Current US AIDS policy gives drug companies control over treatment options and allows religious fundamentalists to dominate prevention strategies. This union of greed and dogma has produced an AIDS policy that undermines women's human rights at a time when more women than ever before are being infected with HIV.
The drug industry's hostility towards generics is disproportionately harmful to women: as the majority of the world's poor and those whose health is often most neglected within families and communities, women have the least access to costly AIDS medicines. Women are also endangered by the abstinence-and-fidelity mantra of the religious right because it ignores the fact that many women lack the power to refuse sex—especially from their husbands. In sub-Saharan Africa, where 65 percent of this year's new HIV infections occurred, being married actually increases a woman's chance of contracting the virus. And the fundamentalist attack on abortion rights—which now permeates US international health policy—continues to fuel the spread of AIDS. The "global gag rule" has pulled US funding from any health organization that provides information about abortion. As a result, clinics that once offered a range of critical health services—including AIDS treatment and prevention programs for women in some of the poorest countries—have been forced to close.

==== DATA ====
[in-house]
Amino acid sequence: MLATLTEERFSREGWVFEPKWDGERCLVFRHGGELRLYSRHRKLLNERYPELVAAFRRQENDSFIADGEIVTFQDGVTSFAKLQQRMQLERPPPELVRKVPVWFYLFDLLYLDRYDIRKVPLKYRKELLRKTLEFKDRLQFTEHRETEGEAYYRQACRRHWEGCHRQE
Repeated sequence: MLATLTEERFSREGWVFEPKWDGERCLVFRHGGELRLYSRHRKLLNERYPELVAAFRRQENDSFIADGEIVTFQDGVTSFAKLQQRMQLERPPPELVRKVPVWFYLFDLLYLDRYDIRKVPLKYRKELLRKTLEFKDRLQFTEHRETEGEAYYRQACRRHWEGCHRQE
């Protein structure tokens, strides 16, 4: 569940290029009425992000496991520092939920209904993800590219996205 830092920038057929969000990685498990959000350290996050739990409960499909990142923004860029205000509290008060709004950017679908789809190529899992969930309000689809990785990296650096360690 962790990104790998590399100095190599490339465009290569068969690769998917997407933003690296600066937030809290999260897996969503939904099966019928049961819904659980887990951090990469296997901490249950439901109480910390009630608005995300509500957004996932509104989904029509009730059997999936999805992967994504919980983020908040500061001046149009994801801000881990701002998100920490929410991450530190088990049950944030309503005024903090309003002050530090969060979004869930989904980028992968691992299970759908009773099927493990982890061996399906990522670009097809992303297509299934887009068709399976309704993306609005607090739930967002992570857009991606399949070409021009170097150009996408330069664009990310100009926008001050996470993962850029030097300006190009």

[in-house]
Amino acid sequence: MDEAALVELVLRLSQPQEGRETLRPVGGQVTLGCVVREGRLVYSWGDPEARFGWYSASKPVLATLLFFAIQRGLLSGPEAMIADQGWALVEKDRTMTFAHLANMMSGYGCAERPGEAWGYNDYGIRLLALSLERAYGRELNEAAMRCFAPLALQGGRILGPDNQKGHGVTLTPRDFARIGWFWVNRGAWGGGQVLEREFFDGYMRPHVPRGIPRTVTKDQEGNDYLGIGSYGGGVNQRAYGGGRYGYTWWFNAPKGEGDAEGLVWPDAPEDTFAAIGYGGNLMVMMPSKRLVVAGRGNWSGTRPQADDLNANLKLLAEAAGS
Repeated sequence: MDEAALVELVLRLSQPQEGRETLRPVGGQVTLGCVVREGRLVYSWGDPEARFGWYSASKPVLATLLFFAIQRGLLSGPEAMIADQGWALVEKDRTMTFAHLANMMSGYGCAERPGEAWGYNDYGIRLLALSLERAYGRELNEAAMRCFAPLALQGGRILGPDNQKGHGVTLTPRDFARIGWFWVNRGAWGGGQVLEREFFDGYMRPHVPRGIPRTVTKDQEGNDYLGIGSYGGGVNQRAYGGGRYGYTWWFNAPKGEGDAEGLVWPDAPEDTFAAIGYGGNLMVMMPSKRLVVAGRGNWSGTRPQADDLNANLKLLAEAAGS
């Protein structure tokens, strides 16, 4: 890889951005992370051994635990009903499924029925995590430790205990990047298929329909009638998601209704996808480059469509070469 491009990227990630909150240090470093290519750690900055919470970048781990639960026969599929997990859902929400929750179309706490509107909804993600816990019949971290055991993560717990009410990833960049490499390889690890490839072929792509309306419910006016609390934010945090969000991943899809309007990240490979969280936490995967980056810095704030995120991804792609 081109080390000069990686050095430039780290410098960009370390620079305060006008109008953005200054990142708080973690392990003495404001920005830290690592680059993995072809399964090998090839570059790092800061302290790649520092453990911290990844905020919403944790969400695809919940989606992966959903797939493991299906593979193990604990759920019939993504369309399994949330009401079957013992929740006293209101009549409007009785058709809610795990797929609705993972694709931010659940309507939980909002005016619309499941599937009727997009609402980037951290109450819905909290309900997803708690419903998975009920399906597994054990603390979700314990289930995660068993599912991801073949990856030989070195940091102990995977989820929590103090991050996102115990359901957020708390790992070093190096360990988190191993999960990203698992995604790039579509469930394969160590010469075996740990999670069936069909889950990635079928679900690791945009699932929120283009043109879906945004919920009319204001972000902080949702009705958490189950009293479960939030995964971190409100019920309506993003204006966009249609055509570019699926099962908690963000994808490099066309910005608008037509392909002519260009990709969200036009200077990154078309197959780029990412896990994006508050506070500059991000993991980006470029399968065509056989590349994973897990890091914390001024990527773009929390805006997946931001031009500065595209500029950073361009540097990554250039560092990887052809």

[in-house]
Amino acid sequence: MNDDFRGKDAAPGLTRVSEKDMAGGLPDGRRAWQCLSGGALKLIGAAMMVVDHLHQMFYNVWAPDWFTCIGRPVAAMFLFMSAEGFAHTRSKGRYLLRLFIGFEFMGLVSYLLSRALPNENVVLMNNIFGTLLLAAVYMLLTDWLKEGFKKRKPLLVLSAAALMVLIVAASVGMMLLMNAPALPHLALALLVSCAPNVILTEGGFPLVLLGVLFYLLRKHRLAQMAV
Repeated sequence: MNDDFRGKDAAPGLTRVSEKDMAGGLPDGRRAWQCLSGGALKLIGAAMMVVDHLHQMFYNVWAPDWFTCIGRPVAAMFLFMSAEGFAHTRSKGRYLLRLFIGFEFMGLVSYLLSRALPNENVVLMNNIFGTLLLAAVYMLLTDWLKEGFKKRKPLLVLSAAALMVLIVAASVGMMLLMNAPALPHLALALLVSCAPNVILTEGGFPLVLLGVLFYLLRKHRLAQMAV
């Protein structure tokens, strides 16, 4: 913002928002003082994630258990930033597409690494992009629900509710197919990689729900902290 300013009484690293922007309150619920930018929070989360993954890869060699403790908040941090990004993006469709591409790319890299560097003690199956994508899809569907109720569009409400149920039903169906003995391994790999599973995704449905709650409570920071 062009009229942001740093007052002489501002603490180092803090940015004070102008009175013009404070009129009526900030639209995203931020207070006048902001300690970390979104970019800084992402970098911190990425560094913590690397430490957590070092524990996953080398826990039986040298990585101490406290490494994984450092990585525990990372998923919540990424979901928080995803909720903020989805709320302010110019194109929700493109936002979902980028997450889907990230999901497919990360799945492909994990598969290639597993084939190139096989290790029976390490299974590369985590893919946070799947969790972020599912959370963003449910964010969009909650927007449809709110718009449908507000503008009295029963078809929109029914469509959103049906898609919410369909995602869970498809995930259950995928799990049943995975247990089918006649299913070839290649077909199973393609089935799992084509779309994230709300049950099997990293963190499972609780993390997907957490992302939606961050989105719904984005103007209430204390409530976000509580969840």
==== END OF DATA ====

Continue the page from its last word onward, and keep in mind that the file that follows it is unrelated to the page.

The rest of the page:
Everything we know about combating the AIDS pandemic points to the need for a synthesis of prevention and treatment strategies within a human rights framework. And it's not Bono's nor Oprah's job to develop and enact those strategies. Safeguarding public health and upholding human rights are the responsibility of government. To realize those goals, federal AIDS programs should rely on generic AIDS medicines—which, at a fraction of the cost of patented brands, are the key to ensuring universal access to treatment. The global gag rule and Bush's anti-prostitution oath should be repealed. And US policy should be brought into compliance with the plan of action developed by public health and women's rights advocates at the 1994 UN Conference on Population and Development.
You don't need to have memorized the latest UNAIDS report to know that corporate greed and religious dogma are no substitute for a human rights-based international AIDS policy. That should be our message to the new and improved Congress this World AIDS Day.
A version of this article was previously published by Foreign Policy in Focus.